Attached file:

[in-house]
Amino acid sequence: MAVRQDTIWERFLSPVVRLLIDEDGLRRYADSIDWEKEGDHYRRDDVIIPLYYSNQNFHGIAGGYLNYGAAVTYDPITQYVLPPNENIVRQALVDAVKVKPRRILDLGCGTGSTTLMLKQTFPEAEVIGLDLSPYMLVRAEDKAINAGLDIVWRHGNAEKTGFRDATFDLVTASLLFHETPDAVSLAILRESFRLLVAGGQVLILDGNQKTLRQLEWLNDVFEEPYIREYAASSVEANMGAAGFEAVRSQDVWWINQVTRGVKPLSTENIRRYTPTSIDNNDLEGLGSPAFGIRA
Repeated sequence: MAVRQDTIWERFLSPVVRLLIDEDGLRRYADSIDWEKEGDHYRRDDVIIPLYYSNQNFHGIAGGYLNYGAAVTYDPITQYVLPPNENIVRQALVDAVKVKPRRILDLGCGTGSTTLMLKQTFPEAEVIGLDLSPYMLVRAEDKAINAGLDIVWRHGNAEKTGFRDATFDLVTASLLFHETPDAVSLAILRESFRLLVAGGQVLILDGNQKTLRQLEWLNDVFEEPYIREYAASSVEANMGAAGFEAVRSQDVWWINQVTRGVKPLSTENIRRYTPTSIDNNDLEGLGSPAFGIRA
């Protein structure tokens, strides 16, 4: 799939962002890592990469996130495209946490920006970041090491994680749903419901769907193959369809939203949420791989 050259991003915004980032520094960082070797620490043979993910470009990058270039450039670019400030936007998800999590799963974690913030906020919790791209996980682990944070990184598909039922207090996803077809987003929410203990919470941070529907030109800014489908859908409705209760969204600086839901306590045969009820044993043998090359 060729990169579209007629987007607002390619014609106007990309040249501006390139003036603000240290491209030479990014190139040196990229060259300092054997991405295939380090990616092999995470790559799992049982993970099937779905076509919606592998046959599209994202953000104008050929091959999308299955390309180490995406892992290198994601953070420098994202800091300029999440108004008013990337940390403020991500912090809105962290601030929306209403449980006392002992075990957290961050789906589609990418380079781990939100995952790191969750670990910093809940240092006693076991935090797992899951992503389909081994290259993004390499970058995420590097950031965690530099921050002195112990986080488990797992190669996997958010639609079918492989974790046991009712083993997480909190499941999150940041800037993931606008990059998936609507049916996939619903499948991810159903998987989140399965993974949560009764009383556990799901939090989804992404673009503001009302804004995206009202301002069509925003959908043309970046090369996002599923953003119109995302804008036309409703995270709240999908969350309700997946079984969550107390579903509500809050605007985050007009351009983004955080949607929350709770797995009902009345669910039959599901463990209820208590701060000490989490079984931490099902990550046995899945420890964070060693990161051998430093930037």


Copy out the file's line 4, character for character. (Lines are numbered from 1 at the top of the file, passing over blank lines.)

């Protein structure tokens, strides 16, 4: 799939962002890592990469996130495209946490920006970041090491994680749903419901769907193959369809939203949420791989 050259991003915004980032520094960082070797620490043979993910470009990058270039450039670019400030936007998800999590799963974690913030906020919790791209996980682990944070990184598909039922207090996803077809987003929410203990919470941070529907030109800014489908859908409705209760969204600086839901306590045969009820044993043998090359 060729990169579209007629987007607002390619014609106007990309040249501006390139003036603000240290491209030479990014190139040196990229060259300092054997991405295939380090990616092999995470790559799992049982993970099937779905076509919606592998046959599209994202953000104008050929091959999308299955390309180490995406892992290198994601953070420098994202800091300029999440108004008013990337940390403020991500912090809105962290601030929306209403449980006392002992075990957290961050789906589609990418380079781990939100995952790191969750670990910093809940240092006693076991935090797992899951992503389909081994290259993004390499970058995420590097950031965690530099921050002195112990986080488990797992190669996997958010639609079918492989974790046991009712083993997480909190499941999150940041800037993931606008990059998936609507049916996939619903499948991810159903998987989140399965993974949560009764009383556990799901939090989804992404673009503001009302804004995206009202301002069509925003959908043309970046090369996002599923953003119109995302804008036309409703995270709240999908969350309700997946079984969550107390579903509500809050605007985050007009351009983004955080949607929350709770797995009902009345669910039959599901463990209820208590701060000490989490079984931490099902990550046995899945420890964070060693990161051998430093930037």